What Is Electrical Engineering?
Electrical engineering entails designing, testing and developing electrical equipment. Electrical engineers work with all types of electrical apparatus and systems: from bringing electricity into homes to fabricating supercomputers. Most electrical engineers hold at least a bachelor's degree in electrical engineering; those who want to specialize in a particular area of electrical engineering typically earn a Master of Science in Electrical Engineering. Schools offering Computer & Electronics Engineering Technology degrees can also be found in these popular choices.
Electrical Engineering Job Description
Electrical engineering powers modern technology. Whether you are using a calculator, watching digital television, surfing the Web, talking on your wireless phone or listening to your MP3 player, electrical engineers contributed significantly to that technology's development. Electrical engineers facilitate the process by which energy travels from hydroelectric plants, solar panels, fuel cells and turbines to homes, businesses and factories.
Electrical Engineering as a Career
According to the U.S. Bureau of Labor Statistics (BLS), approximately 161,000 electrical engineers practiced in the United States in 2012. This occupation is expected to grow by about 5% from 2012-22, slower than the average for other positions. Electrical engineering is a high-paying occupation. Electrical engineers earned a mean annual wage of $91,810 in 2012, according to the BLS. Electrical engineers work in a wide variety of industries, including aerospace, electrical power, construction, consumer products and semiconductors.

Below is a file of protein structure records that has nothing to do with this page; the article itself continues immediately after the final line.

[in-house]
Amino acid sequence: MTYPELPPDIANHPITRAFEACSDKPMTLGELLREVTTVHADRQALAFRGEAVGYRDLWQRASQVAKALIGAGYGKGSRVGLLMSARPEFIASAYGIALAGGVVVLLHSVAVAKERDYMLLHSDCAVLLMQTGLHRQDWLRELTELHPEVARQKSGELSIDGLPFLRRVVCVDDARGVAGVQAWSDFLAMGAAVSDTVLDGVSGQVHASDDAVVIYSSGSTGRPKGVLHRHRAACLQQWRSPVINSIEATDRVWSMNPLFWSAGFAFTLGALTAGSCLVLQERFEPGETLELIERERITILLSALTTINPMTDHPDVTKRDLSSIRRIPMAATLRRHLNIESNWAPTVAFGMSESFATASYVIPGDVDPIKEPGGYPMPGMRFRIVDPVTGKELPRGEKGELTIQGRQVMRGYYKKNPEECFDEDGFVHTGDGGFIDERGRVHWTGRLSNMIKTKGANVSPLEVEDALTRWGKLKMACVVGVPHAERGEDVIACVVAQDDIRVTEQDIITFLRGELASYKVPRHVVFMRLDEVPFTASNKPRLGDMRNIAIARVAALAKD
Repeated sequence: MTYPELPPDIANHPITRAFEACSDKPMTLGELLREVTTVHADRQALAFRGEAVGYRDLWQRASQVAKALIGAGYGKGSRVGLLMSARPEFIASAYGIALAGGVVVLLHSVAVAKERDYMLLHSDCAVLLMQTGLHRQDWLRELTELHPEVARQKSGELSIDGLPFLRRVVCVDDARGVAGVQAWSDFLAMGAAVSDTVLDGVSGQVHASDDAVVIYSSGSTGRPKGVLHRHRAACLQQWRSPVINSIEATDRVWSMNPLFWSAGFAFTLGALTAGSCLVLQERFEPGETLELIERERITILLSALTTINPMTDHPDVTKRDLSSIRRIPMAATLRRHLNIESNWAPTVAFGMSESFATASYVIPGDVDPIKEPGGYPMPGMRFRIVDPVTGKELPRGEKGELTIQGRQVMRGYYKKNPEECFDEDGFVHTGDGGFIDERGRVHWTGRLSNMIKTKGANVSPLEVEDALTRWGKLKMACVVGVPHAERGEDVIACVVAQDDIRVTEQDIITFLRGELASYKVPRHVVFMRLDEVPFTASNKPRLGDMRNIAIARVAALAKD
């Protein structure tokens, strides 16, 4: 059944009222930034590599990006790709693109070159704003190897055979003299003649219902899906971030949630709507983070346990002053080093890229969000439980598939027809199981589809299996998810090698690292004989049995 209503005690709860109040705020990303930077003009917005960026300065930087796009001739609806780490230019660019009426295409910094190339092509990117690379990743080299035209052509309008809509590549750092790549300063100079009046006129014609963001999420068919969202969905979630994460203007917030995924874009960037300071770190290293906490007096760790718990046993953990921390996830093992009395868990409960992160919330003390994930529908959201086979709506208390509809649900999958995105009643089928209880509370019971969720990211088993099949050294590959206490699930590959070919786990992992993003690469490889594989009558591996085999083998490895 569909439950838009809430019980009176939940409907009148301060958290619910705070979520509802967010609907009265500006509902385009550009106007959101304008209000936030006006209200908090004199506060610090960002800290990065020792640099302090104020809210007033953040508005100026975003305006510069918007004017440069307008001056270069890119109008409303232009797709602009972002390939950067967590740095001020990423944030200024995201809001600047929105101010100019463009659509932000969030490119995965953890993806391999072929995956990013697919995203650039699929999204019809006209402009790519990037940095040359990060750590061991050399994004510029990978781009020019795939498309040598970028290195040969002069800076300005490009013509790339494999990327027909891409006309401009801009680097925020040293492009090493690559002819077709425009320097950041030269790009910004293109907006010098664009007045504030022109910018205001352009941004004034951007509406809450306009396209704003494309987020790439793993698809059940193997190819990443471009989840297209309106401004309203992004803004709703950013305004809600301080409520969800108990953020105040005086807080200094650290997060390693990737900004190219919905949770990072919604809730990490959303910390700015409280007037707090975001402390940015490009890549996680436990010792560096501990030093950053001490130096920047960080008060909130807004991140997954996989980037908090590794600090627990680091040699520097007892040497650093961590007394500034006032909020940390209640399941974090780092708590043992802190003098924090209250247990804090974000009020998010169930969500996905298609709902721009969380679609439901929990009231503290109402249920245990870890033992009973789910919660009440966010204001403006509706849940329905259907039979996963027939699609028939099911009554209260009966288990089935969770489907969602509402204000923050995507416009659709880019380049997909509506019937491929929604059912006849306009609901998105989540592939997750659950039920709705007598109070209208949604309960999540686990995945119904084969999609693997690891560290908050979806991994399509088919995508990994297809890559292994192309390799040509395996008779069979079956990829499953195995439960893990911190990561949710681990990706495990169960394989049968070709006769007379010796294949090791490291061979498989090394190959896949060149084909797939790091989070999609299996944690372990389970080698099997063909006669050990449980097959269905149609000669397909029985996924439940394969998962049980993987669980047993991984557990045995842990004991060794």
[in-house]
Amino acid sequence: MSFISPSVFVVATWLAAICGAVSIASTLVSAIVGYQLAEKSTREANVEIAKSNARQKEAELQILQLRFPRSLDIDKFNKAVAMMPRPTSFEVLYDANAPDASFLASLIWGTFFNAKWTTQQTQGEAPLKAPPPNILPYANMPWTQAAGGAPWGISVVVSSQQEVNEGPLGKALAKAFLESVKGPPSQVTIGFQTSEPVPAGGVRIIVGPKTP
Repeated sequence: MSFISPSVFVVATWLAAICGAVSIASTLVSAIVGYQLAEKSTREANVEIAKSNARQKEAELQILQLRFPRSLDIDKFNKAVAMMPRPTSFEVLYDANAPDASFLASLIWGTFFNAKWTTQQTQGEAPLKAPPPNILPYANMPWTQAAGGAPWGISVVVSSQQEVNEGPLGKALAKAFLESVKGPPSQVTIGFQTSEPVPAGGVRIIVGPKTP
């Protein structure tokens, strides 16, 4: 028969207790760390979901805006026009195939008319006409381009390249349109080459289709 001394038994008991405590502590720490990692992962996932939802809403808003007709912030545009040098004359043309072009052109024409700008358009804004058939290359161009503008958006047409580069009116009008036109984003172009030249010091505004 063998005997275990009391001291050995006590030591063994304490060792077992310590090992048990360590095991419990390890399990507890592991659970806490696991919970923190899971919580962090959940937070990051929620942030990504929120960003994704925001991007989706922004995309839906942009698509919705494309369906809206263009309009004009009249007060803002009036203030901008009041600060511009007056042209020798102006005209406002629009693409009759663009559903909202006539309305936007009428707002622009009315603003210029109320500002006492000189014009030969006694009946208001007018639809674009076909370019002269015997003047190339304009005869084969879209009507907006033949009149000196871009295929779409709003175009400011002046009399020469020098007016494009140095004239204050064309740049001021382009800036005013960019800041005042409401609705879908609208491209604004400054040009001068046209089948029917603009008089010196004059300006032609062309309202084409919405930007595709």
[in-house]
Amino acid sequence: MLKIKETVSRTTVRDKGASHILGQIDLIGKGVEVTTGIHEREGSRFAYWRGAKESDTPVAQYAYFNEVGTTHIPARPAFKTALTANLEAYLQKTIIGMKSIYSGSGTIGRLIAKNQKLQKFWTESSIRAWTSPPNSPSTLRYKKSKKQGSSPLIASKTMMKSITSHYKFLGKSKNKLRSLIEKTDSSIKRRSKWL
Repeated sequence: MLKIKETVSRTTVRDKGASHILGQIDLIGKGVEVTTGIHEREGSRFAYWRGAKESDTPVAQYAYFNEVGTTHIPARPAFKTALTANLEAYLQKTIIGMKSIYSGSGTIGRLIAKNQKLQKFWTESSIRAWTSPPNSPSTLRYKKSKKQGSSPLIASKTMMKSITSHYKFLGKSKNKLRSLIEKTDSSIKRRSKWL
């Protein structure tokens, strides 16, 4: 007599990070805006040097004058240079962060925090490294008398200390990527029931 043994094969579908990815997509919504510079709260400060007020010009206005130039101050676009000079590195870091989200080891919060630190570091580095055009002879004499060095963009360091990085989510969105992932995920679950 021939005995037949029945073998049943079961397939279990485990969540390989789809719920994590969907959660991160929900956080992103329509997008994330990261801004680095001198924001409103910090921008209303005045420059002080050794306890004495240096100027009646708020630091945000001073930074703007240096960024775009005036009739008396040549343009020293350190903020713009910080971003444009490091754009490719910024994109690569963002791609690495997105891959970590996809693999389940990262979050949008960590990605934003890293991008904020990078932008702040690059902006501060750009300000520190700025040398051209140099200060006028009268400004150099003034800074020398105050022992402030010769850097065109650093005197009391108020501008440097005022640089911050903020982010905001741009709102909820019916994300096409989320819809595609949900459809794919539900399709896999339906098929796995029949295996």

Electrical Engineering Coursework
Students who complete the coursework for electrical engineering degree programs learn through a combination of classroom theory and lab work. Students are taught how to analyze problems by thinking through issues and applying various concepts to form a range of possible solutions. The typical bachelor's degree curriculum covers these topics:
- Classical physics
- Probabilistic methods for electrical engineers
- Electromagnetic fields and waves
- Electric circuits
- Engineering economic analysis
- Fundamentals of logical design
Specializations in Electrical Engineering
Electrical engineering is comprised of a variety of sub-disciplines; each area of specialization requires specific training. Students working for a Bachelor of Science degree will get a solid general education in electrical engineering. Once they become upperclassmen or graduate students, they choose one or two fields for developing their expertise. Here are a few of the choices students can make:
- Computers and digital circuit design
- Control systems
- Electronic circuit design
- RF (radio frequency) and microwaves
To continue researching, browse degree options below for course curriculum, prerequisites and financial aid information. Or, learn more about the subject by reading the related articles below: